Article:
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‘Work in Progress’s’ Abby McEnany on Representation Through Comedy, Mental Health and Almonds

As a first-time full-time series star, writer and creator, Abby McEnany and her real-life story have threads reminiscent of “Alice in Wonderland.” Or perhaps even “Cinderella.” But as the belle of Showtime’s ball who is digging deep down the rabbit hole of TV production for the very first time with “Work in Progress,” she also brings to mind “The Princess and the Pea.”

If that pea were an almond.

“Not only do I hate almonds, but it’s just like, ‘Get the f— out of my eating area. That’s none of your f—ing business.’ Almonds are the thing, you know? And of course as a fat person it really sucks that my favorite nut is a peanut,” McEnany says.

“There are a lot of people out there who judge fat people and what they eat, and so almonds stand for another thing. People are like, ‘Hey I’m just helping you out.’ No you’re not. You’re telling me I’m wrong and I don’t deserve to have a happy life and I don’t deserve to take up space and I don’t deserve a voice and I’m too loud, and I’m too big, and how dare I?”

Almonds weigh heavily into the premiere of the eight-episode “Work In Progress” as viewers meet Abby, a 45-year-old self-identified fat, queer dyke battling depression. After a co-worker gifts her a jar of almonds she reveals to her therapist that she’s laid out the 180 nuts and plans to throw one out every day. If by the time they’re gone she doesn’t feel any better, she will take her own life.

It’s deep material for a comedy, but a perfect match for Peak TV’s increasing landscape of previously marginalized voices bursting to the forefront. Next to Showtime’s other dark comedies like “Kidding” and “Black Monday,” it’s found a comfortable home.

McEnany and co-creator Tim Mason, who directs all eight episodes, put up $30,000 to shoot the Chicago pilot and entered it into Sundance’s Indie Episodic program earlier this year. It was there that Showtime brass discovered the project and optioned it into a fully-fledged series with Lilly Wachowski at the helm as co-writer and executive producer.

The result is a semi-autobiographical look at McEnany’s life. She’s reveals that she has been — and probably will be again — severely depressed, and that OCD factors heavily into her life. Yet as a staple of the Chicago improv scene, she’s also turned to humor in some of her darkest moments.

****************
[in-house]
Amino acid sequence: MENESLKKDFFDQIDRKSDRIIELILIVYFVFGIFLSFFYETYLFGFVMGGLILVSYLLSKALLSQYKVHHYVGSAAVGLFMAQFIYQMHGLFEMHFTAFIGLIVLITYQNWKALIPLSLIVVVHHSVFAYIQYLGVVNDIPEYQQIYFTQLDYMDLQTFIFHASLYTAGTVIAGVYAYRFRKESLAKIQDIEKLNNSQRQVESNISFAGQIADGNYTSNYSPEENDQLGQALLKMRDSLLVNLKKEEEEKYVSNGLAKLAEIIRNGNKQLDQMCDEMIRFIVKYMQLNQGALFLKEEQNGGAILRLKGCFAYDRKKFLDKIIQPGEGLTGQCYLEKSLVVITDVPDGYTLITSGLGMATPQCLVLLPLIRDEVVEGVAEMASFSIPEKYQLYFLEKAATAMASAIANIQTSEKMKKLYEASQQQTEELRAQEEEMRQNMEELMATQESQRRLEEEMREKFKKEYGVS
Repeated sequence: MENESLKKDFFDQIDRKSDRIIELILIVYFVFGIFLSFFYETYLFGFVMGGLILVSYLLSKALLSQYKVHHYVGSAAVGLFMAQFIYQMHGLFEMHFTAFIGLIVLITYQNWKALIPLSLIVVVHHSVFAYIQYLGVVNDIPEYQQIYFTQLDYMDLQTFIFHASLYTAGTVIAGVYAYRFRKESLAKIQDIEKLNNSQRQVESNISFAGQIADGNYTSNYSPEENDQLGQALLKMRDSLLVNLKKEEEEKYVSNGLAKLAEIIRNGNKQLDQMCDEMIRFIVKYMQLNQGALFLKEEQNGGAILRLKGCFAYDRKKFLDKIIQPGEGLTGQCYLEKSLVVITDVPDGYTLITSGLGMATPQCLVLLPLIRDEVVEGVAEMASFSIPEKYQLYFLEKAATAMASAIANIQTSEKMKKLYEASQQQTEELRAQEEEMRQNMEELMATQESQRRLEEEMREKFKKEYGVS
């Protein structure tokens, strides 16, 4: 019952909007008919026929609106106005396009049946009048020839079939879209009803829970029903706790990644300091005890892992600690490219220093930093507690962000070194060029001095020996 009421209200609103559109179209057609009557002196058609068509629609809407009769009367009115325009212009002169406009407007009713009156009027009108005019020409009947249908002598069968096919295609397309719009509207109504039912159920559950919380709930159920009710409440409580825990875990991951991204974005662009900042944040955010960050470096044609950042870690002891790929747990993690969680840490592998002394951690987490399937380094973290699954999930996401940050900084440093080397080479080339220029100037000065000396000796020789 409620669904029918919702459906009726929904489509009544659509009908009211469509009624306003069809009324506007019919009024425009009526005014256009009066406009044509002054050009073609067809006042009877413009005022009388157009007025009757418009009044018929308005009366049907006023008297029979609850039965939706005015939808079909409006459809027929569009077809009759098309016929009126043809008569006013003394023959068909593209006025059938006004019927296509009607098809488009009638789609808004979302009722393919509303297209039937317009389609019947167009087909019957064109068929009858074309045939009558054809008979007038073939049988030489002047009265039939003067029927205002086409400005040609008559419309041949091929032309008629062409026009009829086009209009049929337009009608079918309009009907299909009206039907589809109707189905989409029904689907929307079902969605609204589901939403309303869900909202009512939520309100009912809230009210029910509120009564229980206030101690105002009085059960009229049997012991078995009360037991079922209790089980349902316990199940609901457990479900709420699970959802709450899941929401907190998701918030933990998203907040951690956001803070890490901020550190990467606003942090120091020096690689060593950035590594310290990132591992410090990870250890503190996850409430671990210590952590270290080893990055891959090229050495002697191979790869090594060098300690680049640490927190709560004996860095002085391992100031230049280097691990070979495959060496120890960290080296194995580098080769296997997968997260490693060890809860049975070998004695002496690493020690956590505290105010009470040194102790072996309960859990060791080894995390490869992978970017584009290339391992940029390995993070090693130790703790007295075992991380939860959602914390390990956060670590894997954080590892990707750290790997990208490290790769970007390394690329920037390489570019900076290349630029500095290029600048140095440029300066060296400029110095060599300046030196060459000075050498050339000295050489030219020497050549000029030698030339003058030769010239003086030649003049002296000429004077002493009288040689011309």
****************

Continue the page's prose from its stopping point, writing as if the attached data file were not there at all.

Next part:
“All this stuff that we tackle is stuff that really happened or is happening to me,” she says. “It’s real-life experience and part of my survival is this humor. I can look at really horrible parts of my life, like the death of my mother — my mother was ill for three-and-a-half years with cancer, and some of the funniest things happened during her illness and after her death. Humor is what made me survive and helped our family out a lot.”

In “Work in Progress” McEnany’s fictional family includes her sister Alison (Karin Anglin), her best friend Campbell (Celeste Pechous) and her love interest Chris (special guest star Theo Germaine), a younger trans man. Julia Sweeney, who “ruined” the fictional Abby’s life with her “SNL” character Pat, rounds out the series regulars. As the episodes progress, Abby experiences a growth in self-worth and self-identity, all through McEnany’s signature, self-deprecating comedic lens.

The creative hopes “Work in Progress” can spark conversation the way her “bible,” the novel “Shrill” by Lindy West did when it was released in 2016, or the way the first-season of the Aidy Bryant-series based on that novel did on Hulu earlier this year. (Coincidentally there’s a bit about almonds in “Shrill,” too.) Although one of McEnany’s goals is to help viewers with issues of shame, mental health, gender, sexuality or sadness feel represented, making her first full television series has also been a learning curve.

“I’m obviously only speaking from my perspective and I make no claims; I’m sure we missed the mark somewhere and I’m looking forward to learning from that, but our intentions were certainly in the right place,” she says. “I hope that we show that there’s hope and that there are ways to find a life that is devoid of shame, and that we can all work towards that.

“There are so many wonderful opportunities now as women, and we’re seeing so many more different people on TV, which is great. We’re talking about mental health more and fatness more, and queerness more. I mean God, I hope that this show can be part of that change.”

“Work in Progress” debuts Dec. 8 at 11 p.m. on Showtime.

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